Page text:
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Photo looking down at circular tanks at Journigan's Mill, the paved Emigrant Canyon Road, and two vehicles parked on the shoulder.

Journigan's Mill: Contaminated Site Mitigation

Death Valley National Park » Journigan's Mill: Contaminated Site Mitigation » Document List

Journigan's Mill is located in the Panamint Range, one mile south of Emigrant Springs and approximately 14 miles south of Stovepipe Wells, California (Figure 2), at an elevation of approximately 4,400 feet above sea level. The Site is open to the public and is located on the west side of Emigrant Canyon/Wildrose Canyon Road. Emigrant Canyon Road is a paved road and open to the public (Figure 2). The Site is bound on the west by steep canyon walls and on the east by Emigrant Canyon Road and the eastern canyon wall.

The Site includes the largest ruin of an amalgamation and cyanide plant of the 1930s-1950s period left within the Park. In 1937, Roy Journigan built an amalgamation and cyanide plant on the Gold Bottom Mill property, known as Journigan's Mill. Water to power the mill was obtained from the Green, Burro, Willow, and Burns Springs. Prior to construction of the 1937 mill, one or possibly two smaller mills were located at the Site. The Site contains a wooden floor platform, two concrete housing foundations, and the foundations to the mill which are divided into three levels. The mill components also include several tanks that were used to support the cyanide operation. Mill tailings are situated around the mill foundations, in most of the tanks, near the foundations of former buildings, and in stockpiles at the Site.
The ruins at the Site are not substantial. However, the highly visible location adjacent to the paved Emigrant Canyon Road attracts visitors, including many who are unfamiliar with mining, milling, and the associated hazards.

On January 23, 1980, the Journigan Mill was nominated to the National Register of Historic Places (HT0001, pdf p. 2). In 1981, the Journigan's Mill ruins were considered to be eligible for inclusion in the National Register of Historic Places due to their local significance. The Site had the longest contiguous usage of a site for milling-related activities within the Death Valley National Monument. It was the largest and "best-equipped" mill in the Wildrose area (NP0003, pdf p. 5). Concrete ruins at the Site were described as being in "good shape" and not requiring stabilization work (NP0003, pdf p. 5).

A Preliminary Assessment (PA) was conducted in 2014 by Environmental Cost Management (ECM). The PA described the historical uses of the Site, current state of the Site, and approximated by visual means only the extent of various waste rock and mill tailings at the Site.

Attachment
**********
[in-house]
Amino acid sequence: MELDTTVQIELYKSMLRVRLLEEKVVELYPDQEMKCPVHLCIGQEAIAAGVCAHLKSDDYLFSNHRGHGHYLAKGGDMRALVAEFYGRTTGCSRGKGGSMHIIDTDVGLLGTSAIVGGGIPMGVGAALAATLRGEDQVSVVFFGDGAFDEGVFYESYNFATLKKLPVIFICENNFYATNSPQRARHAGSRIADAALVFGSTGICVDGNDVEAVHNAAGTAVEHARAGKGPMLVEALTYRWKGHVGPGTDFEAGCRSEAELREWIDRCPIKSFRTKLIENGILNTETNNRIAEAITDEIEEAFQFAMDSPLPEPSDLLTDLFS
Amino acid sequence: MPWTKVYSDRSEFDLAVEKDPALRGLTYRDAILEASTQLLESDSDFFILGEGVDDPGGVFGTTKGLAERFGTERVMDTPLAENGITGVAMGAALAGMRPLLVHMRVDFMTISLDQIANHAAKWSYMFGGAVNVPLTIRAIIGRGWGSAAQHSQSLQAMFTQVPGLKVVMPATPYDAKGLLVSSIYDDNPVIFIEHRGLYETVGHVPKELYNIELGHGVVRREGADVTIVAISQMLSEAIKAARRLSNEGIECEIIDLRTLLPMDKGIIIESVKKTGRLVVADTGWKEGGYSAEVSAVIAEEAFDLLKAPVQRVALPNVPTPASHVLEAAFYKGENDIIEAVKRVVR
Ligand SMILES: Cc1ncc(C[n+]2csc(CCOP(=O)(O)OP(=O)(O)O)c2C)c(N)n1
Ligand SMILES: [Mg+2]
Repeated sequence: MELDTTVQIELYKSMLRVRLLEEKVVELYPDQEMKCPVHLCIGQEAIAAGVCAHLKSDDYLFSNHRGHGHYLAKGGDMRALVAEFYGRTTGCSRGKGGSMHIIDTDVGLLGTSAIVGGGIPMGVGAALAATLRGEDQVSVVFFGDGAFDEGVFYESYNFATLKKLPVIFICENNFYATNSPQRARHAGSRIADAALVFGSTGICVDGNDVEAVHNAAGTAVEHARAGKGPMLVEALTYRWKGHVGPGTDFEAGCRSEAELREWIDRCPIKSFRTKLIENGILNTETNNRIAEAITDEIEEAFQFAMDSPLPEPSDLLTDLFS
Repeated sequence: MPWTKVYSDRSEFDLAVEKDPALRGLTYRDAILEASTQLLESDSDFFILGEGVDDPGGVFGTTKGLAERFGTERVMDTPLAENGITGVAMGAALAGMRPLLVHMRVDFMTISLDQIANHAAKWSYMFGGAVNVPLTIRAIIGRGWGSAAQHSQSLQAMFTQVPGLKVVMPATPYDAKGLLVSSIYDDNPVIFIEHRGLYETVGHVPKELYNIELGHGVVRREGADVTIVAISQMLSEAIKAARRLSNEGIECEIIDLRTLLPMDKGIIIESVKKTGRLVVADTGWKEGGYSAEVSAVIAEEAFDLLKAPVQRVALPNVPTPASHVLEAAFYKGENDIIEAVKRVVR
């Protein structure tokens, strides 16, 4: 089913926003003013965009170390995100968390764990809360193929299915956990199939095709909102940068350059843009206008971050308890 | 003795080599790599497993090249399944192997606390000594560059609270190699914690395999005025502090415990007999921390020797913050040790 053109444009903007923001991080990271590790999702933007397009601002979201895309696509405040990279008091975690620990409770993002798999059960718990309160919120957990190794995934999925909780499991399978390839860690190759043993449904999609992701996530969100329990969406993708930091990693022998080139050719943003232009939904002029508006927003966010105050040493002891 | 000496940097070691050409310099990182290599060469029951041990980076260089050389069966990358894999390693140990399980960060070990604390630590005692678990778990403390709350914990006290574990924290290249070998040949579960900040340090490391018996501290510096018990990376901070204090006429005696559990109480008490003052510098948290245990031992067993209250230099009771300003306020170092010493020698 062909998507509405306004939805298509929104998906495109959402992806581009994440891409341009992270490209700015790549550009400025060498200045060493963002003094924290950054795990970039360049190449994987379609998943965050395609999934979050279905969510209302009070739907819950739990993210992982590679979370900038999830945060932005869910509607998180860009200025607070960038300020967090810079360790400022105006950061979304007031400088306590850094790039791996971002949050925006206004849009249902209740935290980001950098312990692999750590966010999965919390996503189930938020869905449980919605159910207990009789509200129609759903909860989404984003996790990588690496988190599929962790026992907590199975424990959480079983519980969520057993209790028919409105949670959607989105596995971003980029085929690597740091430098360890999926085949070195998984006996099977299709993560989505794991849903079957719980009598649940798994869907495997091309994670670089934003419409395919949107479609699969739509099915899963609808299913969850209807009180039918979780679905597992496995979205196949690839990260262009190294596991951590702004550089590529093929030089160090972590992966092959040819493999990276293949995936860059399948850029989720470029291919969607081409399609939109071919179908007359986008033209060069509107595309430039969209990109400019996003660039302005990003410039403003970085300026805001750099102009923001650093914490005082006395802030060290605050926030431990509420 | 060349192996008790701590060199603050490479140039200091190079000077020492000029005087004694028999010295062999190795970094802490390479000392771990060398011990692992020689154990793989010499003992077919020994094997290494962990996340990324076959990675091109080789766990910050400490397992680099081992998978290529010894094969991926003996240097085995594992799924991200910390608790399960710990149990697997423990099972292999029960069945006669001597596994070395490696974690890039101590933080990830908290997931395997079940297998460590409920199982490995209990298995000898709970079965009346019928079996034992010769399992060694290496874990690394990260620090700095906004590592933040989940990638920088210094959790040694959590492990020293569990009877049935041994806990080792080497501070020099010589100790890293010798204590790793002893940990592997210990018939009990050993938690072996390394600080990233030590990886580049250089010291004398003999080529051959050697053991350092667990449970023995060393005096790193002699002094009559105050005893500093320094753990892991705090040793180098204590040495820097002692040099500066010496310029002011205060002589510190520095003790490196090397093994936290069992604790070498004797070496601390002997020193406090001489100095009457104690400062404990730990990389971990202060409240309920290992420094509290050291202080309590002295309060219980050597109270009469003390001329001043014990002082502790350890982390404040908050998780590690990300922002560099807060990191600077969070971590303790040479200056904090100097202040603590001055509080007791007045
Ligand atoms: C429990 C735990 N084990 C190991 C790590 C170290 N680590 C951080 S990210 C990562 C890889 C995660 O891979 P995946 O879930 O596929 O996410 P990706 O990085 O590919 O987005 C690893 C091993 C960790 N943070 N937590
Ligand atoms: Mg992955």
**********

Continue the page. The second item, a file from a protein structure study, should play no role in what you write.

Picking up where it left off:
As a follow-up to the PA, a Site Inspection (SI) was conducted by NOREAS, Inc. (NOREAS) at the Site in 2016. Soils are the primary media of concern at the Site. Therefore, soil samples were collected from seven areas, referred to as decision units (DUs) at the Site, including: the cyanide processing area(DU-1); mill foundations (DU-2); mill tailings large bermed stockpile (DU-3); southern mine waste stockpile (DU-4), eroded mill tailings in northern wash (DU-5); eroded mill tailings in southern wash (DU-6); and background soils for comparison (DU-7). The samples were analyzed for metals, cyanide, and pH. Also, select samples were analyzed to determine their potential acid-generating ability (ABA).

The principal human exposure pathways are through dermal contact and inhalation (wind-blown material).
The soil samples from DU-1 through DU-6 showed elevated levels of antimony, arsenic, barium, beryllium, cadmium, chromium, copper, lead, mercury, molybdenum, silver, thallium, vanadium, and zinc compared to the background concentrations in DU-7. Particularly, lead and arsenic were detected at significantly elevated concentrations in soil samples from DU-1 through DU-6. Results of ABA testing of soil indicated no net potential for acid generation.

The results of the SI soil sampling indicate that the Site contains several metals in soil above USEPA regional screening level (RSL) for residential soil, and the NPS ecological screening values (ESVs). Cyanide detected in soil samples also exceeded RSL and ESV

The NPS is conducting an engineering evaluation and cost analysis as part of a non-time-critical removal action to gather additional information to fully characterize the nature and extent of Site contamination. The EE/CA process will include additional site sampling to further understand the impacts of the previous mining and milling activities at the Site. Risk assessments will be conducted to evaluate human health and ecological concerns, and cleanup goals will be established. If cleanup is required, the EE/CA will also develop, present, and evaluate cleanup alternatives. As part of the alternatives development and evaluation process, NPS will consider the requirements of Section 106 of the National Historic Preservation Act, among other relevant requirements.

The final draft EE/CA Report prepared during this process will be made available for public review and comment during a 30-day period. Following the review and comment period, the EE/CA Report will be revised as necessary and issued in final form. NPS will draft a responsiveness summary that summarizes and responds to significant public comments which will be issued along with the Final EE/CA Report. Following the release of those documents, NPS will issue an Action Memorandum formally selecting the response action alternative for the Site. Once those steps have been taken, NPS will seek funding to implement the selected response action for the Site. Once funding is secured, Site cleanup can proceed.

Contact Information
Abby Wines
Public Information Officer
Death Valley National Park
abby_wines@nps.gov
760-786-3221